Ad blocking is just the latest manifestation of a conundrum for both media owners and content consumers.
Ad blocking is just the latest manifestation of a conundrum for both media owners and content consumers. KPMG’s Media Tracker research confirms that web and mobile users don’t want intrusive ads, and won’t pay for much of what they’re reading or viewing; a new approach is needed.
Digital consumers are increasingly deploying ad blockers on web and mobile – and younger, more affluent users are the most ready to use such technology. The survey of 2,072 UK adults found that 47 per cent of high earners say they’ll be using an ad blocker in the next six months, compared with 43 per cent for low income groups. That’s also true of 59 per cent of 18-24 year-olds, with the lowest proportion of expected ad blocker users among the over over-65s, at 36 per cent.
With the most important demographic groups for media businesses and advertisers alike opting out of digital advertising, publishers such as Forbes, CityAM and the New Statesman, are turning off content for browsers where an ad blocker is detected. Some of the biggest properties in digital media, including the Guardian, are also considering this step to protect revenues.
The survey findings are, however, worrying even for these braver companies holding the line against revenue erosion. The Media Tracker shows that 92 per cent of UK households are unwilling to pay a monthly fee for ad-free browsing. Worse, among the 8 per cent willing to pay, 26 per cent would be willing to stump up a mere £1 per month; 31 per cent of respondents said they would spend between £1 and £3 per month for an ad-free experience; and just 16 per cent of people would pay between £3 to £5.
According to David Elms, UK Head of Media for KPMG, this is yet another dilemma for media companies as they seek to find a business model to successfully monetise their content online.
“Turning off content for those that have ad blockers is self-defeating for media owners and can, at best, only be a short term strategy. Too many people still seem to think that they can consume content for free. But there’s no such thing as a free lunch in content. People are refusing to watch ads, but they show no inclination to pay for many forms of content - and that’s clearly unsustainable. It demands a fundamental re-examination of marketing strategy for major advertisers – and business strategy for media owners,” Elms says.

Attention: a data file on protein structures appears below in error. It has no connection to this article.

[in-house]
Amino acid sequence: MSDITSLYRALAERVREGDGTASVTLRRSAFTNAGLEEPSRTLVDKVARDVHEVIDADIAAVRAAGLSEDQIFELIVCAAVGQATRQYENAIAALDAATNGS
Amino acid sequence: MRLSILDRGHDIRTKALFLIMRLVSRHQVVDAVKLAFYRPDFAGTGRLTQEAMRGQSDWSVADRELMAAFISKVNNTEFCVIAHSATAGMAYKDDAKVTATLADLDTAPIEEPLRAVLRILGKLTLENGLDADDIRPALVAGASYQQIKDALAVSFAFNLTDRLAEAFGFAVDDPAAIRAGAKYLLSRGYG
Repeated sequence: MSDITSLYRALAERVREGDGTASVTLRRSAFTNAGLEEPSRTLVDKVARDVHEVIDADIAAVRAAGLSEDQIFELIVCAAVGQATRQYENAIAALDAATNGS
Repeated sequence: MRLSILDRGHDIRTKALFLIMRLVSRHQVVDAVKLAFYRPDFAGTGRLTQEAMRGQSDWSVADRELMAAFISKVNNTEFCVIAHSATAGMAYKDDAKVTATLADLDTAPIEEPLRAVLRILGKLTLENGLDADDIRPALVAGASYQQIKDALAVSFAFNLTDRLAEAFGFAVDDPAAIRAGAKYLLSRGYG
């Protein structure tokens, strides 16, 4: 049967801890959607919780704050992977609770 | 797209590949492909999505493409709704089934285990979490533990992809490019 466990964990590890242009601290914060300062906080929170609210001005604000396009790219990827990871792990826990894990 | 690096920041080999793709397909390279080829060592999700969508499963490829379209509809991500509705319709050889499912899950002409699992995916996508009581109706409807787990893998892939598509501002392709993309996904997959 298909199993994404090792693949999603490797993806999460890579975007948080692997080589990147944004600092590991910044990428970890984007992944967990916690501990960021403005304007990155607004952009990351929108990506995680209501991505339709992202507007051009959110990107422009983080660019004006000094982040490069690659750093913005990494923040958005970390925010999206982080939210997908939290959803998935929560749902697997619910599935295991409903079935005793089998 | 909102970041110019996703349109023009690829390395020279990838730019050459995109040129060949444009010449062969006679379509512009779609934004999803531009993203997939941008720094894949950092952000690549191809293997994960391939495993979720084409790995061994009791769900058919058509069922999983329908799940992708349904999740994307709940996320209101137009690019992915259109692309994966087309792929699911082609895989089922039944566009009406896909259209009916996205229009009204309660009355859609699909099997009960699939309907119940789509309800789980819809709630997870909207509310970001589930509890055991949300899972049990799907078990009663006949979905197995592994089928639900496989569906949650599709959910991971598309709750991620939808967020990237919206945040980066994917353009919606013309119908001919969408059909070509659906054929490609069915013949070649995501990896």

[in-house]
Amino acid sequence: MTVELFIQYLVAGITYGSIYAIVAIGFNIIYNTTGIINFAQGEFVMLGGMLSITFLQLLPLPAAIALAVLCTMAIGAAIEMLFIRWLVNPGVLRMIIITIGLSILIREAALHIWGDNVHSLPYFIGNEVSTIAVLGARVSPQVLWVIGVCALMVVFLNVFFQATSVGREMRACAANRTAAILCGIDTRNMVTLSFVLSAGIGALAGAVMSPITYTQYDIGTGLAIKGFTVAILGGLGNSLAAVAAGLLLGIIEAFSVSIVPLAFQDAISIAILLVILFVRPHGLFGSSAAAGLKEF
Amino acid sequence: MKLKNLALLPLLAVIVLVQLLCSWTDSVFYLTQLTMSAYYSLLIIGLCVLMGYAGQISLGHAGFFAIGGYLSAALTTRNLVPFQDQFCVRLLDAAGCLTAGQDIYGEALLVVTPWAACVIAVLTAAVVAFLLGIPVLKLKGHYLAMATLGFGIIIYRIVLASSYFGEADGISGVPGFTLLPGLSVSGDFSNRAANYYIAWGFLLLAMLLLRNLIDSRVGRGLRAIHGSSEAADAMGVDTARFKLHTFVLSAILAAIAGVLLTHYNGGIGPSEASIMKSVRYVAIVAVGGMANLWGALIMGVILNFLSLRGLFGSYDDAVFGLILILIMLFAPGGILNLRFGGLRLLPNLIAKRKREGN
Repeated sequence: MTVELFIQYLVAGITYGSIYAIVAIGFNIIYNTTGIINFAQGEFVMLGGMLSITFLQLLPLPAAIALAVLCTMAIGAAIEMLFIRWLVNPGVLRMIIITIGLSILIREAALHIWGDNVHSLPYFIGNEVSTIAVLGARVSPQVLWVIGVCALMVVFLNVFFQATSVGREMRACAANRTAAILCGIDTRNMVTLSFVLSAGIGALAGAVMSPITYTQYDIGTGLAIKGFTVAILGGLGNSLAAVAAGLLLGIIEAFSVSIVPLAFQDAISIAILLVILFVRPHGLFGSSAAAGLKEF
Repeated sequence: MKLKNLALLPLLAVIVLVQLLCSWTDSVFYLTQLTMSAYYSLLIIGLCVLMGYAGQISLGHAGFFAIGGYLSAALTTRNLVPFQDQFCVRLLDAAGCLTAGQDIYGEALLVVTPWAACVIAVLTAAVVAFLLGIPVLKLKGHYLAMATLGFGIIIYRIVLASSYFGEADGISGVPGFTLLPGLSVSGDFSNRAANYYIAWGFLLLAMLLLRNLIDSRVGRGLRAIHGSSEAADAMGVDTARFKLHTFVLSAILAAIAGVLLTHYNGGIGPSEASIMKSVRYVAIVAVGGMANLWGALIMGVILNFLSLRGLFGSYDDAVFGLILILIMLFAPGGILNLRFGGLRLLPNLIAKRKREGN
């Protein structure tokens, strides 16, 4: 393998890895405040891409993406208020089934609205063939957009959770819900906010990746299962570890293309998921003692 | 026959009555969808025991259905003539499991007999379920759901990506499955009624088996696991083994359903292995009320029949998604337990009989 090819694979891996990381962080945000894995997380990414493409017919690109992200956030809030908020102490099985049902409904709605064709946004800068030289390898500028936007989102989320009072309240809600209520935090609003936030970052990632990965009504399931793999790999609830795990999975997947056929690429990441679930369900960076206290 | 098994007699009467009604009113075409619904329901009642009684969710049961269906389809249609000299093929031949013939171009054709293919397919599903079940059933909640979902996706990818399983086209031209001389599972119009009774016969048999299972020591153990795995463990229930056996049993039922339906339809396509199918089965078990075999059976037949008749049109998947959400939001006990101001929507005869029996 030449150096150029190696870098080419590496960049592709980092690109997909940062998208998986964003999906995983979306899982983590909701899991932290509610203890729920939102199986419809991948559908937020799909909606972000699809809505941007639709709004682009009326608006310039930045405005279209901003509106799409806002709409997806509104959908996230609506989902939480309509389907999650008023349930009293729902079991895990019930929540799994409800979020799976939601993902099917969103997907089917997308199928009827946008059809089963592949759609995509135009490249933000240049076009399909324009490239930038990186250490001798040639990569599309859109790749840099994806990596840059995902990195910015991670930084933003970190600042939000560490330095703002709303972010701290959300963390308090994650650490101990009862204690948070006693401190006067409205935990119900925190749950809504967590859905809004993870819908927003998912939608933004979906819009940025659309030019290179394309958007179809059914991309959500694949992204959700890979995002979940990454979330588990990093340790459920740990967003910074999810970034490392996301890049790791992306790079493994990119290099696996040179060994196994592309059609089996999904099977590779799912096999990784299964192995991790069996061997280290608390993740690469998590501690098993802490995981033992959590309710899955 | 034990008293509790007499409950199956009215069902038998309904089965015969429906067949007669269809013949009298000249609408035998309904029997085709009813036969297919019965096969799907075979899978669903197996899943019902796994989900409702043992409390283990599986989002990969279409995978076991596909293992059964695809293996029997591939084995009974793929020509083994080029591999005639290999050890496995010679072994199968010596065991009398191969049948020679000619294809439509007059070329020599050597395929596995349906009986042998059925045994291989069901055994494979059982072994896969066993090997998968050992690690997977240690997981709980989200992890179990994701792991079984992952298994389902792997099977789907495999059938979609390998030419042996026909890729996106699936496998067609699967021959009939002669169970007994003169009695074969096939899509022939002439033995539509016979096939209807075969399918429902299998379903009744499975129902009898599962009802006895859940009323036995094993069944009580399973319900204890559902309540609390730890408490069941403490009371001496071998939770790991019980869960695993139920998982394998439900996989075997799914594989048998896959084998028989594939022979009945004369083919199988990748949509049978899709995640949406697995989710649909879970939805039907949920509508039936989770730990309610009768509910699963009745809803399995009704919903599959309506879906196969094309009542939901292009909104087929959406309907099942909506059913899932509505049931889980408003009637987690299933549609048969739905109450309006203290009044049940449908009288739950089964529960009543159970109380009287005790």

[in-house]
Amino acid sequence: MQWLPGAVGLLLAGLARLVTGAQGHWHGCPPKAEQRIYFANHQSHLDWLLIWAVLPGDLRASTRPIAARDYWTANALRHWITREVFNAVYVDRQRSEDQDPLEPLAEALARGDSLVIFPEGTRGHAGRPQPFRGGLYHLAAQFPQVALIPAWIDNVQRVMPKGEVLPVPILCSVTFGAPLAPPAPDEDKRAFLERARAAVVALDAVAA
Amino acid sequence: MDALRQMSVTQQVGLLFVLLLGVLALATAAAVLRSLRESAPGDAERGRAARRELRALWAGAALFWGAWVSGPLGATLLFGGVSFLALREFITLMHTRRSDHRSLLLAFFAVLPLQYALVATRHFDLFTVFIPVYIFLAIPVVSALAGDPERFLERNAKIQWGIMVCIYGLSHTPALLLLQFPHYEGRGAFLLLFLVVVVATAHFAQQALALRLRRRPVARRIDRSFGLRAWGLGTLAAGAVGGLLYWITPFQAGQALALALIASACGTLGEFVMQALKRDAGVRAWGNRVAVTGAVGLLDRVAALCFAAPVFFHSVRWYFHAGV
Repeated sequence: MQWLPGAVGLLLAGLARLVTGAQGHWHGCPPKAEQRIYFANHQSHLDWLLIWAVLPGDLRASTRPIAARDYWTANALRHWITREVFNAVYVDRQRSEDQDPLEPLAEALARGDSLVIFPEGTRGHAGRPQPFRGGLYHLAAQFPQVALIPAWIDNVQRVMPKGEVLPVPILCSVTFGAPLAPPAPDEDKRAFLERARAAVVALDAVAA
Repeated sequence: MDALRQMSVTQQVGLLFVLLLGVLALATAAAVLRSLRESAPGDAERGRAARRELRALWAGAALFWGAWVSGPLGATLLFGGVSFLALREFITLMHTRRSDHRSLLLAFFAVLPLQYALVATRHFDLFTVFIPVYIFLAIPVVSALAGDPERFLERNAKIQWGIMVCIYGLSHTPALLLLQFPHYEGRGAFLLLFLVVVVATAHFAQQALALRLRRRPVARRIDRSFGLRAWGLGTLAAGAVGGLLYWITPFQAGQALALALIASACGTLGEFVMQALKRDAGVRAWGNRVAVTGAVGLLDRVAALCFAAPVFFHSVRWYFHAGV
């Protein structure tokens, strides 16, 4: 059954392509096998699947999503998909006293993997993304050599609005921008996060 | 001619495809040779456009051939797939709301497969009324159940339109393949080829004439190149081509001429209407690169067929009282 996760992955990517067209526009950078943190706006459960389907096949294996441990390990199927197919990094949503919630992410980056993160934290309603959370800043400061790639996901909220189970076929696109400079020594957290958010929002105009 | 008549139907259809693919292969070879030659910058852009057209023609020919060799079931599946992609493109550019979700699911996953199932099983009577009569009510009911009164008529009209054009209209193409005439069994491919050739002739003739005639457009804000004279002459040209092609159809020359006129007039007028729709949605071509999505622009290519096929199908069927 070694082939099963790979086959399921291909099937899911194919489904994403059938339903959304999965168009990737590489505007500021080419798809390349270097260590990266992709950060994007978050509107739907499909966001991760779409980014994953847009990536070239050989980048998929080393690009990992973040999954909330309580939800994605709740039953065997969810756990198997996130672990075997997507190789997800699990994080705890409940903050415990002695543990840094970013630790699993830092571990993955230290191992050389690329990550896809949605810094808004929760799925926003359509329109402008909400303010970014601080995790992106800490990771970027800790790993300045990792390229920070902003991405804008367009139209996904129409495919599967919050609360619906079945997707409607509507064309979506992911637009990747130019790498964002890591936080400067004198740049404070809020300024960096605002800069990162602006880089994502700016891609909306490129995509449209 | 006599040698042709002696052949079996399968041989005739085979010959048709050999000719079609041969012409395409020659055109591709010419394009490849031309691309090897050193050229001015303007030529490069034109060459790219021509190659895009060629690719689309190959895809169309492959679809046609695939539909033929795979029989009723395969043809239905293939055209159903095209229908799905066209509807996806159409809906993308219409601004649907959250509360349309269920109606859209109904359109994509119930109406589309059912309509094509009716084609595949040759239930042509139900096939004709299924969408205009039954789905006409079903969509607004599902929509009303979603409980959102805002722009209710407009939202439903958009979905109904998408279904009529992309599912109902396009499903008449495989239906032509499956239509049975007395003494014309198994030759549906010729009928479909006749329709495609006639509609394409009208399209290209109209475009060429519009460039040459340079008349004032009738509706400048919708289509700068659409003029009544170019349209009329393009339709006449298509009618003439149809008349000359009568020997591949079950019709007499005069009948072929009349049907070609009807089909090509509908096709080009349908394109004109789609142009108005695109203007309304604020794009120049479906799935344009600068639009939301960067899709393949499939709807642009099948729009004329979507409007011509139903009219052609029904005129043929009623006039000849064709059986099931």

There are some causes for optimism. Micropayments – long held out as a saviour for online content – finally seem to be coming to fruition with experiments such as Google’s Contributor, though this model remains unproven. In addition, the success of streaming video services such as Netflix, Amazon Prime Video and NowTV (all ad-free platforms) suggests the consumers will pay for compelling content.
Elms said: “The solution has to be for media owners, their ad agencies and their technology providers to deliver ads in a consumer-friendly way that is less intrusive.”
Solutions are important as the survey shows just how much consumers dislike ads. When offered the option of being paid to view 50 per cent more ads while browsing, two-thirds (65 per cent) of households said they would not.
“What’s needed is a deeper strategic look at the way brands and media properties engage with consumers and how that’s monetised. While this is a big issue for media owners, it is also critical for the advertising agencies. How do they get simple, compelling messages for their clients to their markets as media channels become increasingly fragmented?” says Elms.
“Ultimately, consumers need to either learn to accept an ad or pay not to see it. The solution seems to be the middle ground. When ads become more sophisticated, less intrusive and even more targeted, ad blocking will become far less significant. Until then, the picture will only worsen for media owners, advertisers and consumers themselves,” concluded Elms.
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